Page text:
Ancillary revenue key to Virgin America's growth strategy

Philadelphia
Source:
This story is sourced from Pro
See more Pro news »

US start-up Virgin America will soon permit passengers to order a variety of upscale items via its “Red” seat-back in-flight entertainment (IFE) system, as part of a larger program to boost ancillary revenue at the low-cost carrier.

Partnerships with high-end retailers are being brokered, and sale items are expected to be “shortly” announced, says Virgin America director of in-flight entertainment and partnerships Charles Ogilvie.

“If anyone flies today, you’ll see a shop button [on the IFE screen] – that’s obviously the area it will be in.”

At present, passengers can order food, beverages, premium television channels and new-release movies over the system’s touch screens; a raft of television channels and a category of music options are free.

The carrier in 2008 will begin charging for AirCell connectivity services in the main cabin. Passengers will be able to access the Internet and virtual private network (VPN) e-mail accounts using WiFi-enabled devices.

Part of Virgin America’s strategy is to also integrate the broadband offering with its IFE system. “Six years ago, folks were saying the iPod and DVD players would make the installed seat-back IFE system non-essential, but what airlines have found and what passengers have consistently asked for, is hey, 'I don't necessarily need to have a full-blown laptop'.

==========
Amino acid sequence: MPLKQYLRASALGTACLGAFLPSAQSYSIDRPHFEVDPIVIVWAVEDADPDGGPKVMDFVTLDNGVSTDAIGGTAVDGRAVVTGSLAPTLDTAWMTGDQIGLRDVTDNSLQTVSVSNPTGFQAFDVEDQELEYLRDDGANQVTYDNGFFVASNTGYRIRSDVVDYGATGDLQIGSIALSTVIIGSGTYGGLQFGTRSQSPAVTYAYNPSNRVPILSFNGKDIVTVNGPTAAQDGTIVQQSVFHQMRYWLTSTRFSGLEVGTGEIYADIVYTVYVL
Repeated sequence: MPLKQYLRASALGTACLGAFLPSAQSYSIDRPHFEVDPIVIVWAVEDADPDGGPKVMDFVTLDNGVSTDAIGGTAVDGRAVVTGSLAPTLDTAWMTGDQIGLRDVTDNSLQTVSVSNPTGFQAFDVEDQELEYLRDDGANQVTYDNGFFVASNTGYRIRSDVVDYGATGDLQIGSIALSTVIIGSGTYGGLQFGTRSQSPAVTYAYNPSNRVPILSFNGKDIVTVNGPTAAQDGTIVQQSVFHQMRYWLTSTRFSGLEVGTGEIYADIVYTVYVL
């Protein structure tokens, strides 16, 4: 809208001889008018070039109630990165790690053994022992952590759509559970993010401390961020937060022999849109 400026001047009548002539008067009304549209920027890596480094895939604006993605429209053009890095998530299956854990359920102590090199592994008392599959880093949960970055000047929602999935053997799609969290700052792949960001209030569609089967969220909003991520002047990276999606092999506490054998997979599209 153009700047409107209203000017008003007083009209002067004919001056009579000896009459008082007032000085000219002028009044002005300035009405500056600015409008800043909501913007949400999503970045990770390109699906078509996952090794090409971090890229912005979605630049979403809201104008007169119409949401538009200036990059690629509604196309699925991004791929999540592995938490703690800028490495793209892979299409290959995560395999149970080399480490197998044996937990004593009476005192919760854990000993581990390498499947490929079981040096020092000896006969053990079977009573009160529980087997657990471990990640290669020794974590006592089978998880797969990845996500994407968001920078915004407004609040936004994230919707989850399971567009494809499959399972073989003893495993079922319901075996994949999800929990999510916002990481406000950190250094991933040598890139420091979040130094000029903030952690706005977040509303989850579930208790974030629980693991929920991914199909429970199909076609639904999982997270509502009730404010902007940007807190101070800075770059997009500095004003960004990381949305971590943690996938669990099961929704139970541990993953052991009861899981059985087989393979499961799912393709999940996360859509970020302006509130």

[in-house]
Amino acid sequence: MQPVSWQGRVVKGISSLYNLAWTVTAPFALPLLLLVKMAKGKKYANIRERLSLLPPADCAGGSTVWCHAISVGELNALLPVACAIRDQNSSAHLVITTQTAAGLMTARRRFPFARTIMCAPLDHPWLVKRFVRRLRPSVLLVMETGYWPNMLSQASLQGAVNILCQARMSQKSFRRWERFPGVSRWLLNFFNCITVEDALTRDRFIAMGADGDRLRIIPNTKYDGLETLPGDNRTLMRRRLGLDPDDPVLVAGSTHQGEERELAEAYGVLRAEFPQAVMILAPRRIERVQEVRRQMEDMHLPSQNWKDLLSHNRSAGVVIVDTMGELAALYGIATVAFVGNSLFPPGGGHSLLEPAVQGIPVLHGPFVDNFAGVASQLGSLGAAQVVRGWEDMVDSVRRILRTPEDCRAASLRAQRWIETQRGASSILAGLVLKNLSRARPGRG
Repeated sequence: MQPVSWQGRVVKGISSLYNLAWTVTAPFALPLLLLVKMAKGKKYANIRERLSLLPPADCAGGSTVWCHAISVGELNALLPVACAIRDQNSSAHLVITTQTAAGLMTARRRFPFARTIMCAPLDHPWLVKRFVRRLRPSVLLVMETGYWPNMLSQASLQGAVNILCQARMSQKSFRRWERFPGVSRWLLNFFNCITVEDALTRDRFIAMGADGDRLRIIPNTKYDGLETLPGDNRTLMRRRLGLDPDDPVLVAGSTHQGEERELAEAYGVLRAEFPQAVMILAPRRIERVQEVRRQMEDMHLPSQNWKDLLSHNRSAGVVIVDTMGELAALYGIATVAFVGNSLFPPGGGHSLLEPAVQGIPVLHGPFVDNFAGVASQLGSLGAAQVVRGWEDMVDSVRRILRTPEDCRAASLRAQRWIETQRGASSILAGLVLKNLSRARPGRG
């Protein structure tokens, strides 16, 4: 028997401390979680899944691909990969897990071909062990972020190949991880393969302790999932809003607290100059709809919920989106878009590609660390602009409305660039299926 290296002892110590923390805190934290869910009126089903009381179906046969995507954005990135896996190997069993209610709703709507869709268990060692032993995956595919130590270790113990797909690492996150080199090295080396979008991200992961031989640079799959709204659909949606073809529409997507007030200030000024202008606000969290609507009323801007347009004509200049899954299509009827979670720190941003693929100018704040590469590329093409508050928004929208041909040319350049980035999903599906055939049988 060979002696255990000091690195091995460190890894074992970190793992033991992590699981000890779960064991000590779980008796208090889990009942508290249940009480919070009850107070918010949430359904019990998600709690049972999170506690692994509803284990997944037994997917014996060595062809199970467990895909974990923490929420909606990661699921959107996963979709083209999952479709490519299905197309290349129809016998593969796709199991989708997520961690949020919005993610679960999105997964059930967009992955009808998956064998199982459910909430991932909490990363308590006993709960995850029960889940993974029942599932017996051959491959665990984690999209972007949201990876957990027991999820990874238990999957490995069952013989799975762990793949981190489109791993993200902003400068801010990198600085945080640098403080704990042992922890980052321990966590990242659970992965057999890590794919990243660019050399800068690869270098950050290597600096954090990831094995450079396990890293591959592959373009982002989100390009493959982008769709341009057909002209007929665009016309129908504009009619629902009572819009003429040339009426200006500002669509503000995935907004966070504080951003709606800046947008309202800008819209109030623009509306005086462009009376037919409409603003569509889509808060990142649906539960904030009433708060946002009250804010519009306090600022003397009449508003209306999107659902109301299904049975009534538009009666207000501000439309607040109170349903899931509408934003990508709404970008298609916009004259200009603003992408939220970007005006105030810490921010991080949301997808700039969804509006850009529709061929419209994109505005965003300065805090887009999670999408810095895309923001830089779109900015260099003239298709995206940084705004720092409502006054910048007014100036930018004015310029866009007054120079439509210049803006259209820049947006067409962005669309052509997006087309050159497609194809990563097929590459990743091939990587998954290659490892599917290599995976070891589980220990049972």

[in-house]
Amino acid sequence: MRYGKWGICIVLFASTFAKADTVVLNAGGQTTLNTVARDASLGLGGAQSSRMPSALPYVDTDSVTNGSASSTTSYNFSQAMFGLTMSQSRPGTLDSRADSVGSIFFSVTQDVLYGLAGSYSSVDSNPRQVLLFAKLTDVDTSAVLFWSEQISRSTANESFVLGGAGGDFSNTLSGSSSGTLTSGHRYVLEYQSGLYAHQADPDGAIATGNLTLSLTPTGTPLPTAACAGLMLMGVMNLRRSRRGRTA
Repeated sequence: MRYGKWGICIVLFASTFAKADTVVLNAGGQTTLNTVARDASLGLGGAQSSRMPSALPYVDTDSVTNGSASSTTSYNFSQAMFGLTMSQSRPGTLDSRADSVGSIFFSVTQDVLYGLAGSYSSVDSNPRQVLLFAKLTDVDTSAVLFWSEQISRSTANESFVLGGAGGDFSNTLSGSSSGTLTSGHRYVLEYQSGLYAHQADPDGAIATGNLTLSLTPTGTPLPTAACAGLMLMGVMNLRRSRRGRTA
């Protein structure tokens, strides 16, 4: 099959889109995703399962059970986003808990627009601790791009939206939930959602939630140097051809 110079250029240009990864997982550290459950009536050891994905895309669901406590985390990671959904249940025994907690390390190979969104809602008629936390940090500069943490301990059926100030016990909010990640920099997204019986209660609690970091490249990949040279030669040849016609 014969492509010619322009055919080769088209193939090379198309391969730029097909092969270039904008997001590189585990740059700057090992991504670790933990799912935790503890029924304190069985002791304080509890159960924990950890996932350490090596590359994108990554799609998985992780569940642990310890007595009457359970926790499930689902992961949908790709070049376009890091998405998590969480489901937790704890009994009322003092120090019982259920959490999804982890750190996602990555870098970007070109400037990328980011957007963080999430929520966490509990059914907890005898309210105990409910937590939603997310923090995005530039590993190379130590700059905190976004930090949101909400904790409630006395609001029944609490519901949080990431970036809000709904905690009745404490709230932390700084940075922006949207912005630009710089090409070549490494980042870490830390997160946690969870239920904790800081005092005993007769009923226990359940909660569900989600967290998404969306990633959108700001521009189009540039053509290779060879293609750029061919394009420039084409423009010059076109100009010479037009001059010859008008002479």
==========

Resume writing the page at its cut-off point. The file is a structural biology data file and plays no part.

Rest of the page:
“As we move forward, we will continue to offer things that might be also available on laptop, but are more easily consumed by passengers via the seat-back. The seat-back becomes a delivery vehicle for a more beneficial airline cabin experience.”

Some voice applications are also being explored by Virgin America. Allowing passengers the capability to listen to voicemail messages is, for example, “obviously a high value for some passengers and it would be non-disruptive”, says Ogilvie.

The US Federal Communications Commission and the FAA currently prohibit the in-flight use of cellular telephones. Until regulatory barriers are lifted, VOIP (voice over IP) may be an option for passengers, but Virgin America “must consider” how it diminishes or moves the overall availability of bandwidth, says Ogilvie.